The Eighth Man

Quick Takes: NERC

Credit: Isabella Gong

By Ethan Sturm, Managerial Editor
Jayke Archibald, Correspondent

Wide Open Field
For the first time in years, there is no clear-cut favorite in the Northeast. At least five teamsBoston University, RPI, New York University, Tufts University and University of Rochesterhave a legitimate shot at the title. Each has a very different makeup of strengths and weaknesses, with no two alike.

Boston University boasts potentially the best quaffle player and beater in the region with Dyllon Carlson and Max Beneke, respectively, but has large question marks outside of them. Most of their wins this season have been on the backs of these two, and almost all of their losses have come later on in tournaments when they have begun to tire. The Terriers’ success will be determined by this pair’s ability to stay healthy, rested and in-form throughout the weekend.

RPI comes loaded in the quaffle game, with a starting line that features four players from the last two renditions of the Boston Night Riders, yet lacks an effective beating game as demonstrated thus far. While RPI’s chasers are superior in all facets of the game to the rest of the region, they have struggled against teams who can keep bludger control and sit on the cross cuts and passes RPI is known for, often settling for contested shots or wayward passes behind the hoops. For them to find success, RPI’s beaters will need to at least play even with the others in the region, hopefully allowing the quaffle players to push their advantages.

Conversely, Rochester has the superior college beater corps in the region, headlined by Perry Wang and Steven Belitzky, yet have a dearth of established quaffle players. While the beaters can set up a strong defensive front and clear lanes for the chasers, said chasers haven’t turned these opportunities into points often enough to get out of range consistently. Rochester will need to focus on their driving and ball-handling to convert more of these no-bludger situations into scores.

New York doesn’t have any singular star, but has high quality across the entire starting lineup, with many experienced upperclassmen. They have no real holes or weaknesses on either side of the ball to exploit, but have struggled when they need a singular player to step up and take control of close games. Their success will ride on one or two of their veterans, such as Molly Potter or Frank Minson, taking this responsibility onto their shoulders and closing out games.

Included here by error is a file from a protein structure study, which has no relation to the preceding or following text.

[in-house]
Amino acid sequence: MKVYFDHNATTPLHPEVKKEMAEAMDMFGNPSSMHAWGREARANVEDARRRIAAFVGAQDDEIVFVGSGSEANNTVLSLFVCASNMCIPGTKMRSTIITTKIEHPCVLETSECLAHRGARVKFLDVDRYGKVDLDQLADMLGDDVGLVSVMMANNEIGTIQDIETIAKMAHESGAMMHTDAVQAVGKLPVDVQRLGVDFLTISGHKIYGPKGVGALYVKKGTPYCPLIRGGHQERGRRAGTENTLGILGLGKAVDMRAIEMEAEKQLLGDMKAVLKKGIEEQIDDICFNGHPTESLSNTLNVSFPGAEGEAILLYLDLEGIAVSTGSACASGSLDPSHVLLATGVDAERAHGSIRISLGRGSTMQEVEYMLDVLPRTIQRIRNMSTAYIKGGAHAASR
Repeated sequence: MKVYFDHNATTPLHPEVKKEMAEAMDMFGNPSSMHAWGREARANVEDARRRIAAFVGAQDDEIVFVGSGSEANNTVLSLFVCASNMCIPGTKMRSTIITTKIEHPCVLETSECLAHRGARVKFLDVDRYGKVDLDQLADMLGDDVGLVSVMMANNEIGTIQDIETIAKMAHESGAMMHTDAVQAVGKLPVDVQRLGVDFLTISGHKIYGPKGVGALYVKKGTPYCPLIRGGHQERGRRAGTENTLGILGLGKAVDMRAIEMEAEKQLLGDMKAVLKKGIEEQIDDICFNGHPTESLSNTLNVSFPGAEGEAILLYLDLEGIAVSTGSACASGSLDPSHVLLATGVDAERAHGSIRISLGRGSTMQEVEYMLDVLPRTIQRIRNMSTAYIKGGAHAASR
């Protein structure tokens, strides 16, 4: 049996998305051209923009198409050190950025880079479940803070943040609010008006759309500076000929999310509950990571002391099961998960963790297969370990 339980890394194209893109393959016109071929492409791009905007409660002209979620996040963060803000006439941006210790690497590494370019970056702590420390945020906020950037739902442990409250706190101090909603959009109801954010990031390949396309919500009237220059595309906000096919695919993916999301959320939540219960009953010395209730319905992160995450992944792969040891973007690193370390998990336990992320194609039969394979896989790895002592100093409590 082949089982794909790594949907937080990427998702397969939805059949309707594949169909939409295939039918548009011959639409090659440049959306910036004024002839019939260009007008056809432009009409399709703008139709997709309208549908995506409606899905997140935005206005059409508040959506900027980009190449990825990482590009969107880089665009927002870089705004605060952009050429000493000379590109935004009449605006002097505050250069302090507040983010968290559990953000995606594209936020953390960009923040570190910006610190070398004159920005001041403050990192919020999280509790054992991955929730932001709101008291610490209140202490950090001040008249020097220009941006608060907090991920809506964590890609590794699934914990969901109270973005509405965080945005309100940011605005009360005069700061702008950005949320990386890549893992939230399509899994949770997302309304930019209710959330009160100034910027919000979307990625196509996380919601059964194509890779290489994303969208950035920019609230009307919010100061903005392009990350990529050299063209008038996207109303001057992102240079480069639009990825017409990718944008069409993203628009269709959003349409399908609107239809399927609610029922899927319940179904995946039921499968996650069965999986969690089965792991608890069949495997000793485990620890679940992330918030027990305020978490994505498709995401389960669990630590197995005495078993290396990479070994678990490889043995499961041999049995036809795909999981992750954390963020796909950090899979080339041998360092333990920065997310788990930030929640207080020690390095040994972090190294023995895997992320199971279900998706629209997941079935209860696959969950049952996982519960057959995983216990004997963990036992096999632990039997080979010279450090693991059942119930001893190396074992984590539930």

Lastly, Tufts is full of young talent but lacks experience, with most of its best players being in only their second year. The team has an enormously high ceiling, but hasn’t appeared to reach it yet this season, as evidenced by their winless record against the aforementioned teams. This is the tournament where they need their young guns, like John Parrish and Finn McGarghan, to develop into leaders and turn some of those close losses into tough wins.

Credit: Isabella Gong

End of an Era
For the first five years of the existence of an official, qualifying Northeast Regional Championship, it would have been just as accurate to call the tournament the Boston Regional Championship. Beantown has won each of the five iterations, with Boston University grabbing the first two, Tufts taking home the third and Quidditch Club Boston going back-to-back over the past two years. The first two tournaments even included a second Bostonian finalist in Emerson College before New York finally broke through that barrier in 2013.

But the streak is finally set to come to a close this weekend in the college division, with potentially even a Boston-less final in the works. Three of the four favorites hail from outside of the Bay State, and while Boston University could very well make the climb all the way back to the peak of the Northeast, the road will be far from simple.

Boston University was doubly set back by the Northeast format, which will force them to go head-to-head with fellow tournament favorite RPI in pool play. RPI won the only official match between the two, 120*-60, while a pair of games from an official tournament in September later thrown out by USQ were split by the two teams. At best, you could probably consider this a coin flip of a match, which gives Boston University at least a 50 percent chance of starting Sunday in the loser’s bracket of the championship, where they would need to win six straight games to take the title, a tall order for a team so completely reliant on Carlson to provide their offense and Beneke to take on top beaters across the region. A minor injury, or even just fatigue, could slow either one and all but seal the team’s fate.